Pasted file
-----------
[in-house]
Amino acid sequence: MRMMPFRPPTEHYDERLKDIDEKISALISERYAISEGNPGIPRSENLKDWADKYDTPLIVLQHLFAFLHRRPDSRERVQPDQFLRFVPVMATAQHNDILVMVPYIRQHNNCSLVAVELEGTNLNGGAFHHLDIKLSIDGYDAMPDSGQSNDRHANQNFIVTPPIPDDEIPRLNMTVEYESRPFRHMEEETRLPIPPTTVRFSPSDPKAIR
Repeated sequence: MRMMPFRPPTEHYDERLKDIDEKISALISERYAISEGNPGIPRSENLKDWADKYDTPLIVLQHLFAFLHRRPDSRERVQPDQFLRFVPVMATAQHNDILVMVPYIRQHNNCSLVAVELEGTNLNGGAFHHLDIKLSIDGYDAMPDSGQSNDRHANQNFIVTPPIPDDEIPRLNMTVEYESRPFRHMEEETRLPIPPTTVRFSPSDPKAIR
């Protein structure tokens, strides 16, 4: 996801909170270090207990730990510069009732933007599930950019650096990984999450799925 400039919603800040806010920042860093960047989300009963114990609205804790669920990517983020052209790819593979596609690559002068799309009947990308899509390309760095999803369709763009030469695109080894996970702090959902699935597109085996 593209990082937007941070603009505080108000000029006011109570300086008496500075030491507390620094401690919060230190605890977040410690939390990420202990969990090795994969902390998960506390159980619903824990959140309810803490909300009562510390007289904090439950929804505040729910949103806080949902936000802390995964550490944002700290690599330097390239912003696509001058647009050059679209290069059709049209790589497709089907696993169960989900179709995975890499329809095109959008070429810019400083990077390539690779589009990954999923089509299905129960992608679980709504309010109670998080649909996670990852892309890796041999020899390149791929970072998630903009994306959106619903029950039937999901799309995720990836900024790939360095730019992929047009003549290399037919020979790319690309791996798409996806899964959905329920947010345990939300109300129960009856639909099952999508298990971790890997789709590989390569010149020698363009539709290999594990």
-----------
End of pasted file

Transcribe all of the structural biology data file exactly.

[in-house]
Amino acid sequence: MRMMPFRPPTEHYDERLKDIDEKISALISERYAISEGNPGIPRSENLKDWADKYDTPLIVLQHLFAFLHRRPDSRERVQPDQFLRFVPVMATAQHNDILVMVPYIRQHNNCSLVAVELEGTNLNGGAFHHLDIKLSIDGYDAMPDSGQSNDRHANQNFIVTPPIPDDEIPRLNMTVEYESRPFRHMEEETRLPIPPTTVRFSPSDPKAIR
Repeated sequence: MRMMPFRPPTEHYDERLKDIDEKISALISERYAISEGNPGIPRSENLKDWADKYDTPLIVLQHLFAFLHRRPDSRERVQPDQFLRFVPVMATAQHNDILVMVPYIRQHNNCSLVAVELEGTNLNGGAFHHLDIKLSIDGYDAMPDSGQSNDRHANQNFIVTPPIPDDEIPRLNMTVEYESRPFRHMEEETRLPIPPTTVRFSPSDPKAIR
């Protein structure tokens, strides 16, 4: 996801909170270090207990730990510069009732933007599930950019650096990984999450799925 400039919603800040806010920042860093960047989300009963114990609205804790669920990517983020052209790819593979596609690559002068799309009947990308899509390309760095999803369709763009030469695109080894996970702090959902699935597109085996 593209990082937007941070603009505080108000000029006011109570300086008496500075030491507390620094401690919060230190605890977040410690939390990420202990969990090795994969902390998960506390159980619903824990959140309810803490909300009562510390007289904090439950929804505040729910949103806080949902936000802390995964550490944002700290690599330097390239912003696509001058647009050059679209290069059709049209790589497709089907696993169960989900179709995975890499329809095109959008070429810019400083990077390539690779589009990954999923089509299905129960992608679980709504309010109670998080649909996670990852892309890796041999020899390149791929970072998630903009994306959106619903029950039937999901799309995720990836900024790939360095730019992929047009003549290399037919020979790319690309791996798409996806899964959905329920947010345990939300109300129960009856639909099952999508298990971790890997789709590989390569010149020698363009539709290999594990």